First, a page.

September 2022

September 2022


September is the month of Mabon, a Pagan celebration of the Autumn Equinox held as the final bounty of summer is harvested. Although many of us may not be as intimately involved with the harvest rituals that inspire many of the ancient religious and spiritual practices, we are still guided by the palpable shifts in the world around us as one season is swallowed by the next. This is a time to practice gratitude in the face of lengthening darkness. The Autumn Equinox marks the moment when the northern hemisphere tilts further from the sun, and the nights begin to outlast the days.



Clarity of Purpose

Sapphire, the birthstone of September, is most commonly known as a vivid blue. In fact, these gemstones exist in a full spectrum of color, the reddest of them known as rubies. Some rare forms even change color depending on the light used to view them, a meditation on the hidden perspectives that exist all around us. That a sapphire manifests in so many varieties is a reminder of the multitudes we contain within us, and the endless potential for self-expression and purpose. Historically, sapphires represent wisdom and kindness, an enlightenment derived from inner peace and clarity.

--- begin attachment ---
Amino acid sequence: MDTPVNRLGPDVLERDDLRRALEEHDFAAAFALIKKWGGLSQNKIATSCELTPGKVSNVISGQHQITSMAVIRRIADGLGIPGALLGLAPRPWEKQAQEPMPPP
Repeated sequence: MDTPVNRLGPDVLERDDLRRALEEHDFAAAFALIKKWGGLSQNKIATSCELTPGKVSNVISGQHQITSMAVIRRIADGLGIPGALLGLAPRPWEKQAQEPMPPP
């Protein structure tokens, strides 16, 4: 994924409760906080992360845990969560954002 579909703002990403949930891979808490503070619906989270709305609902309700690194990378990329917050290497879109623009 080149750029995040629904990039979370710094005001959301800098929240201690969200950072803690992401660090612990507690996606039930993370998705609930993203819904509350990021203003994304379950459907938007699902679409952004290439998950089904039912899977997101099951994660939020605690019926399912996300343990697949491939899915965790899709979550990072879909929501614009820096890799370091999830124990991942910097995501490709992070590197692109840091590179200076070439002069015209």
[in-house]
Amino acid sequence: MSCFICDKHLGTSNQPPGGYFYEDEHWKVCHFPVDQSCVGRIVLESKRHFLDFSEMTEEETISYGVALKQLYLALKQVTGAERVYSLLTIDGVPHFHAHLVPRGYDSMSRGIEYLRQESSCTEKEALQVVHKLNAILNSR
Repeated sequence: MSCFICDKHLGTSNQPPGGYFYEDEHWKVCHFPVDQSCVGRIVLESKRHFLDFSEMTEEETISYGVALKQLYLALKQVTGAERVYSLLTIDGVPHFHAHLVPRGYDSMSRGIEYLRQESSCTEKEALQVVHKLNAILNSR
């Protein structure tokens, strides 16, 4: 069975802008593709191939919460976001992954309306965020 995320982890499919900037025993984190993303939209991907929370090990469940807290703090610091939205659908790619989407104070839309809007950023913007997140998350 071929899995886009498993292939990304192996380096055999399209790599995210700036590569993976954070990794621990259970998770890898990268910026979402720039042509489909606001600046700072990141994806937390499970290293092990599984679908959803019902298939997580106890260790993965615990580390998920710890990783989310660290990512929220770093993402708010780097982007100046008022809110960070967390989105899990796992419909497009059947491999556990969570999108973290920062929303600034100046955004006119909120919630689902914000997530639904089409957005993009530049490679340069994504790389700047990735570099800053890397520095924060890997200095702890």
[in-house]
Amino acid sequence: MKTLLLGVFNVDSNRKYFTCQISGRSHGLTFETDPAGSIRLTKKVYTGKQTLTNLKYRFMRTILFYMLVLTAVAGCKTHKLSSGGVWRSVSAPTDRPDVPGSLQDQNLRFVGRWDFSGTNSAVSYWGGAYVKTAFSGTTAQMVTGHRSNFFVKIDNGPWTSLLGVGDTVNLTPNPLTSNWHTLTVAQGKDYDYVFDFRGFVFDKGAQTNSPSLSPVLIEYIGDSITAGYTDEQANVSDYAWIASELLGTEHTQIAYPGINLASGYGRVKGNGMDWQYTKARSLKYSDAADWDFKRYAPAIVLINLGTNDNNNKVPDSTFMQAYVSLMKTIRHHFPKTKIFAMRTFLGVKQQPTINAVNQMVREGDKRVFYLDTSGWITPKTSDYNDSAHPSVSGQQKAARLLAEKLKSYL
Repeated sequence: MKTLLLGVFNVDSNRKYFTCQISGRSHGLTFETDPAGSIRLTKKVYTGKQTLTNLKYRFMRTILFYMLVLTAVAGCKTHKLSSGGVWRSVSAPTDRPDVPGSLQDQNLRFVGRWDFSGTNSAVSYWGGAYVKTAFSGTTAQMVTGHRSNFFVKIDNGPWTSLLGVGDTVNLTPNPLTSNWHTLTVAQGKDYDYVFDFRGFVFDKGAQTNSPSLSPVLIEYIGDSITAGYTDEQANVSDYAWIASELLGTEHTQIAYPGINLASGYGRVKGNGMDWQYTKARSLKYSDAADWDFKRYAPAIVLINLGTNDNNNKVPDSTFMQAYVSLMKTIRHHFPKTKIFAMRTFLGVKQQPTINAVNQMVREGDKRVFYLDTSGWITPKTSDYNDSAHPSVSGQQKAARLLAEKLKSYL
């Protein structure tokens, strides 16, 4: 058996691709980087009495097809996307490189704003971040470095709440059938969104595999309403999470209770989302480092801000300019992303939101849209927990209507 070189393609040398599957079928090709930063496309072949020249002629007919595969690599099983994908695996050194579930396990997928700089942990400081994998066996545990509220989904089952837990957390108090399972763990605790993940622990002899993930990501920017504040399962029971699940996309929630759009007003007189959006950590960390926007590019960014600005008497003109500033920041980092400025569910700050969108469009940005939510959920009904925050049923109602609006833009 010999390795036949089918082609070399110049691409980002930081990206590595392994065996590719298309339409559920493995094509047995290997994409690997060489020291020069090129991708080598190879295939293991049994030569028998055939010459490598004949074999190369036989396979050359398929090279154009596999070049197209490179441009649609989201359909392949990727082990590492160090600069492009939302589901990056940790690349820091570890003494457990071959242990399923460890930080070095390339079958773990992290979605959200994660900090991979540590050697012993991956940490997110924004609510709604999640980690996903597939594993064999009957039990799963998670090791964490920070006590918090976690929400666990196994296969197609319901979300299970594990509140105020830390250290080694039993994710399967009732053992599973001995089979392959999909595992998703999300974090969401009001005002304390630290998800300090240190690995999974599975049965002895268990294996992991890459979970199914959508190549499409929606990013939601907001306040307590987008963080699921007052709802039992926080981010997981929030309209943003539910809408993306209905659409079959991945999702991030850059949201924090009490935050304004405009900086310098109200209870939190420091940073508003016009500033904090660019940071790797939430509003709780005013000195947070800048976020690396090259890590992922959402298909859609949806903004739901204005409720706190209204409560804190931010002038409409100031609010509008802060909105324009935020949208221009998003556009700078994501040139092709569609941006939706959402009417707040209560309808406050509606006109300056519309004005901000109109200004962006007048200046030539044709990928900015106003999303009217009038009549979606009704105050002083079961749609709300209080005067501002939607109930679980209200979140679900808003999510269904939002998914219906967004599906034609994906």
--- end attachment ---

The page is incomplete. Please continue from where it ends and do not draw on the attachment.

K I N D N E S S - E N L I G H T E N M E N T - H O P E


N E W  M O O N

September 10

H A R V E S T  M O O N

The moon usually rises almost an hour after sunset, marked by a clear division of total darkness between day and night. Due to the shifting axis of the earth, however, the Harvest Moon rises almost immediately, sunlight and moonlight bleeding into one another, two realms briefly overlapping. The Harvest Moon appears enormous, hanging low on the horizon and glowing a deep, incandescent orange. To witness this moon can be a revelation, a humbling distortion of distance and scale. The moon isn’t actually any bigger than any other night, but the fact that it sits so near to the horizon and the trees and houses we’re familiar with—as opposed to being stranded in a vast field of stars—makes it feel as though it’s hanging just out of reach.


F U L L  M O O N

September 25



The bird doesn’t call the creek
that name. The bird doesn’t call it anything.
I’m almost certain, though I’m certain
of nothing. There is solitude in this world
I cannot pierce. I would die for it.
-Ada Limón